• Garmin Zumo 550: Bluetooth connectivity was also quick and simple with this unit, just like the HTC Incredible. The headset allowed me to listen to the unit's built-in MP3 player and hear voice directions. I could not hear the unit's XM radio through the headset (a known issue for any Bluetooth headset and this Garmin unit). Sound quality was quite poor for both the music and voice directions and resembled that of a standard telephone.
  • iPhone 4G: The Blinc M2 was unable to connect successfully to the sample iPhone. I am wondering if this is a problem with this specific Blinc M2 unit because online video demos for connecting a phone via Bluetooth to the headset do use an iPhone as the pairing item and is visually as easy as connecting the Android phone.

Phone call quality: When attached to the HTC Incredible phone, call quality was excellent at low speeds up to 35-40MPH. I had issues, however, with maintaining a clear conversation and hearing the other party at speeds over 60MPH, even with my windshield fully raised and helmet's faceshield completely closed. The speakers were very difficult to hear over the regular wind noise of the motorcycle ride. For the speaking aspect, it could potentially be due to the location of the microphone or the fact that it wasn't directly over my mouth.

Across-the-board problems/issues:
Volume control: Despite the fact that there is a volume control on its "multifunction button," the knob is useless and unresponsive for both the phone and the GPS connections. In fact, I had to physically pull out my phone and change the volume from the device itself. Also, when experimenting with the FM radio, it took quite a bit of turns to adjust the volume to the point that I couldn't figure out if I had changed anything.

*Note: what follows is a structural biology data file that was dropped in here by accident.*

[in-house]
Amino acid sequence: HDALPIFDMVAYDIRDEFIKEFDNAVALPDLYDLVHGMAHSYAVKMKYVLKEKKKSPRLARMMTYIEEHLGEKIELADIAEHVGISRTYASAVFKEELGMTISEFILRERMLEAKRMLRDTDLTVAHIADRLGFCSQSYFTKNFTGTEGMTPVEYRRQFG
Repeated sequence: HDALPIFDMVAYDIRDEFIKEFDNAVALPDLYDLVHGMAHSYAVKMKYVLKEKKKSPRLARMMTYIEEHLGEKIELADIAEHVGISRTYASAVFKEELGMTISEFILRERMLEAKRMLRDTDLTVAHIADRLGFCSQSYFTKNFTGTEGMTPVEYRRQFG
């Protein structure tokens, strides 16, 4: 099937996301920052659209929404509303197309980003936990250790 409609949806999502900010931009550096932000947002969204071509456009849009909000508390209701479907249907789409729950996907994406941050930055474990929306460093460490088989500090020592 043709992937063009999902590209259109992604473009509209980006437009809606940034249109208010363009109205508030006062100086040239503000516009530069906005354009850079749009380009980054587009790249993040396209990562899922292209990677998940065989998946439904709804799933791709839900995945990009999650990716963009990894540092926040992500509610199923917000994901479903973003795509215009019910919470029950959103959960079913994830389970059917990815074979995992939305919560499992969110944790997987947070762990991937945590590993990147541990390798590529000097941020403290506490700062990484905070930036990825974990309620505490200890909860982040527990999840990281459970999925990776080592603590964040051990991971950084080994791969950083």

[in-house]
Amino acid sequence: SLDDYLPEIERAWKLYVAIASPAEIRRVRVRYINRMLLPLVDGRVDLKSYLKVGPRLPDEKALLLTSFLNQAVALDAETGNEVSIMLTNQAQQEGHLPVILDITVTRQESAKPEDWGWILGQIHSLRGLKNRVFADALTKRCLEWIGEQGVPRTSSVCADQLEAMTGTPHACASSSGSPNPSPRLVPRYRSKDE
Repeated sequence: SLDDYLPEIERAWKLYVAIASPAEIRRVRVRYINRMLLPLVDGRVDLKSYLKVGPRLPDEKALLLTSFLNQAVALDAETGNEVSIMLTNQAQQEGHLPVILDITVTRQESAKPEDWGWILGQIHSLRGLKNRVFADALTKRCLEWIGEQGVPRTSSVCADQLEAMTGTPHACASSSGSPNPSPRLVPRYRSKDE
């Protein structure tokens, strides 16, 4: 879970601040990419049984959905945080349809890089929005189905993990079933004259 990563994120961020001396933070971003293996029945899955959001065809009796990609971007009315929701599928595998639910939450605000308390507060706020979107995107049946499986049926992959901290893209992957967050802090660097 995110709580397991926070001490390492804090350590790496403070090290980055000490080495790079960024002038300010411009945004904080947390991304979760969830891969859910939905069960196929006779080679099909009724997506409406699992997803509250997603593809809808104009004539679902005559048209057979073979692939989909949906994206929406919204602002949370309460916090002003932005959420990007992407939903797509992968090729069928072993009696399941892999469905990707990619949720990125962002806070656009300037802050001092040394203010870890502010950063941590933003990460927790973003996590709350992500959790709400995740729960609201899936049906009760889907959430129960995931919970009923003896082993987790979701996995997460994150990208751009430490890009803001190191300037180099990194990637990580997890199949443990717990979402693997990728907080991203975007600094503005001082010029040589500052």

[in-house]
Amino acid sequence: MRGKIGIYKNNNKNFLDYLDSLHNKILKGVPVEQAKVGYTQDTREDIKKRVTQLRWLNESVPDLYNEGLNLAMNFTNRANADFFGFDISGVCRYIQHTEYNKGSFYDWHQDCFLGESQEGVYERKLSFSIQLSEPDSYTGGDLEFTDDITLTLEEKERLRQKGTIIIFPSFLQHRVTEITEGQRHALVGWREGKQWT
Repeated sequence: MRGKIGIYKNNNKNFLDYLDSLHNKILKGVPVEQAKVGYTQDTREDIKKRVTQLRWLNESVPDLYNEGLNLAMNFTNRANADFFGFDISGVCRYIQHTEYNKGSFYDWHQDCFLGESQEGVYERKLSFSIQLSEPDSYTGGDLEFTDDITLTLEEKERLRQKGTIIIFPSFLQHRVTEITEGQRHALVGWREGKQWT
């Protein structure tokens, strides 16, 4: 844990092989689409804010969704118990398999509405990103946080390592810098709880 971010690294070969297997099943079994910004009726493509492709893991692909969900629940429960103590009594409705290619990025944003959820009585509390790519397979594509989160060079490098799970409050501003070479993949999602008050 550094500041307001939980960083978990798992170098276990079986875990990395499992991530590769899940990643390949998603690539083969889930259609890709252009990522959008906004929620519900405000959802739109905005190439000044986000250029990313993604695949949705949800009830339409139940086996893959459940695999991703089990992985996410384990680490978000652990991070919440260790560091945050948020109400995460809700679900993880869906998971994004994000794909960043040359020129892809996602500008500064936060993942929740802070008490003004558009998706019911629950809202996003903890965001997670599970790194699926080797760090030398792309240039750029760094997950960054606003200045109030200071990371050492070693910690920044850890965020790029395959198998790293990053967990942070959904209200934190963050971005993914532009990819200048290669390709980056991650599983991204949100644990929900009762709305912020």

What did you say?: In addition to being unable to turn the volume down while riding, there is no "mute" button on Blinc M2. The only way that music can be switched off is by receiving a phone call. I was able to do a short, faux mute by just pushing the phone button and enduring through an ear-piercing set of tones.

Dimensions/length of headset: As I had mentioned in the beginning regarding installation, the microphone is way too short to reach to the end of a full-face helmet. Also, the cord connecting both speakers together was too long and had to be tucked in quite a bit. Then again, since this is a "universal-fit" headset, it has to adapt to all types of helmets. In summary, make the goose-neck microphone an inch or two longer and it'll make quite a few more helmet wearers happier.

What's the MP3 button for?: There's an MP3 button at the bottom of the Blinc M2 unit that I never figured out what it was for. I wonder if it is specific to certain devices.

No audio passthrough: Unlike a few other popular Bluetooth helmet headsets, this Blinc M2 does not include an auxiliary audio port for directly plugging in an MP3 player or other sound-emitting device.


Final verdict/conclusion: If you're looking for something to just answer the phone and listen to music, this device will do the job, and if it's through a smartphone, quite well at that. However, you'd have to be one to be completely satisfied with a certain level of volume of sound that can only be adjusted at a full stop and fiddling with the actual paired device.

At the price of $139-159, this addition to your motorcycle gear is definitely an affordable bridge into the technology of Bluetooth helmet headsets. However, its features are limited and will definitely make you want an upgrade very quickly. For my long-distance touring needs for a headset with more versatility, I would save my pennies and just pick up the Scala G4 by Cardo instead.